Ward opens A Wasteland Companion with the smooth “Clean Slate”, a calm piece employing a climbing resonator guitar line that reassures the alternative-country style associated with his previous repertoire. A slower track, “Clean Slate” is an easy standout track, and pays artistic homage to his strongly folk-influenced “Post-War” (2006).
Following “Slate”, Ward shifts into the aforementioned energy boost with “Primitive Girl”, putting his occasionally campy, keyboard-laden tendencies on full display. While the songwriting for “Girl” seems less inspired than the preceding “Clean Slate”, the short track is saved by Ward’s infectious lead key sequence.
Keeping in pace with “Primitive Girl”, the energetic “Me and My Shadow” and the following “Sweetheart” move the musical focus from keys to guitars, and make great use of Deschanel’s supporting vocals.
“I Get Ideas”, the fifth track on “Companion”, is easily the album’s strongest track, coming off as more a surf-rock track than the folk workings Ward fans are usually exposed to. It’s an out-of-nowhere, irresistible piece beckoning the listener, with an obvious suavity into an impromptu swing. In fact, let me continue this review in a few minutes, after I get my dancing kicks on.
There. That’s much more fitting.
Of course, now that Ward’s fans have slipped into appropriate footwear, the album takes an atmospheric, ambient intermission with “The First Time I Ran Away”. While I can understand Ward is, after all, an indie-folk artist (and thus, the previously-employed surge of energy is not a mandated part of his work), “First Time” comes to the ears as a shade too simple.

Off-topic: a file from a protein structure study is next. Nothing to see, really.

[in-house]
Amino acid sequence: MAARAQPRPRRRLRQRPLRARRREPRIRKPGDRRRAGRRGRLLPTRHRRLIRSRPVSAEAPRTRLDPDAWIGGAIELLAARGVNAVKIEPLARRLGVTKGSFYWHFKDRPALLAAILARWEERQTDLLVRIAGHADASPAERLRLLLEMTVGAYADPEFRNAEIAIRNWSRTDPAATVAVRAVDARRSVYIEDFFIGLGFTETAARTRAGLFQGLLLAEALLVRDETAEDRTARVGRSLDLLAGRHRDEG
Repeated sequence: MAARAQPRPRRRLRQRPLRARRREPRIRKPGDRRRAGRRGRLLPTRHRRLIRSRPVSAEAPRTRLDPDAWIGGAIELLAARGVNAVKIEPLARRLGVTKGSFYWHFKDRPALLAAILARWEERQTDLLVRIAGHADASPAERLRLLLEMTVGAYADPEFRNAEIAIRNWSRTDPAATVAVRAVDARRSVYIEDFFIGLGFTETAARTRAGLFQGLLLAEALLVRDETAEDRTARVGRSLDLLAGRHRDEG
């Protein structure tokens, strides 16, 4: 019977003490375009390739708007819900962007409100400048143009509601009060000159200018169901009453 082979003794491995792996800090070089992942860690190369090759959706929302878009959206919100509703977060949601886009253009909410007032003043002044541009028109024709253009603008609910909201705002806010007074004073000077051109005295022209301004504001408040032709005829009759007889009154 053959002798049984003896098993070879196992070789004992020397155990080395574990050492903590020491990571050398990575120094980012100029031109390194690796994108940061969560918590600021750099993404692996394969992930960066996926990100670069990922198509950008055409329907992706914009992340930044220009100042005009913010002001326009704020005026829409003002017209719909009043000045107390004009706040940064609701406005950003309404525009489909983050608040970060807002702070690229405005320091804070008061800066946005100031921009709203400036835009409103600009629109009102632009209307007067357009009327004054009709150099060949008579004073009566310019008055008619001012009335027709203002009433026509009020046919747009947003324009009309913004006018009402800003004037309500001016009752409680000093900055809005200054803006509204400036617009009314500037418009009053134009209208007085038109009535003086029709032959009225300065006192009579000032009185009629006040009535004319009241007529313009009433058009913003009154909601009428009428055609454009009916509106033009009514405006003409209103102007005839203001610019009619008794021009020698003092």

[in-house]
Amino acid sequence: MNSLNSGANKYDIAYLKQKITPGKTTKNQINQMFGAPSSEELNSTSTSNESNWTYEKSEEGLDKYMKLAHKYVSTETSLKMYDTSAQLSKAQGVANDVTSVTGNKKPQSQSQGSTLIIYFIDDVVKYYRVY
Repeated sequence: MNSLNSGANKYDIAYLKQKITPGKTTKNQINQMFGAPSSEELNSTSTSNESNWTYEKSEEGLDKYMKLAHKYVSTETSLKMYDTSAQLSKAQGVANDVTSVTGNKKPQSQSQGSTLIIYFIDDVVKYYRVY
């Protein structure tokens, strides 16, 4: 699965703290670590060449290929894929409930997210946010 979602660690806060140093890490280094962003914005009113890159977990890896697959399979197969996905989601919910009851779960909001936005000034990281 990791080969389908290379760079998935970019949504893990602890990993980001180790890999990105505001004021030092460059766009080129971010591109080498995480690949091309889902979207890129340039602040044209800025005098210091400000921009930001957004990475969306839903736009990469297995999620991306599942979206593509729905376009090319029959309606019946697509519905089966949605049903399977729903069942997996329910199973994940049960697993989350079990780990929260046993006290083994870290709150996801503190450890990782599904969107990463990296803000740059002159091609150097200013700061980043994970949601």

The album’s title track, “A Wasteland Companion”, follows the speed of “First Time”, but makes clear improvements over the simplicity of the previous track with bluesy acoustics and relatable songwriting.
“Watch the Show” then chugs along like a soundtrack to a midnight drive through the Arizona desert. It’s the kind of tune that would fit snugly into the background of any Quentin Tarantino film, preferably “From Dusk ‘til Dawn”.
Ward then slips back into the soothing pace of “Clean Slate” with “There’s a Key”, a gorgeously composed, all-acoustic track that his voice complements magically.
Following “There’s a Key”, Ward lets his nimble fingers teak a break from steel strings in favor of keys in “Crawl After You”, likely the most well-written, and vocally powerful piece on the album.
But of course, not even Ward can stray from strings for too long, as he picks up the guitar again in “Wild Goose” and the album’s finale, “Pure Joy”, much to the same beat of “There’s a Key”. While not standout tracks, it should be noted how subtly the tracks blended into one another, bringing A Wasteland Companion to its unfortunate close.
As for final thoughts, while M. Ward and his vocal style should be an acquired taste, he makes his work very accessible in A Wasteland Companion. In between the album’s serene acoustics and abrupt bursts of energy, there should be at least an enjoyable track, or five, for really any listener.
“I Get Ideas”
“Me and My Shadow”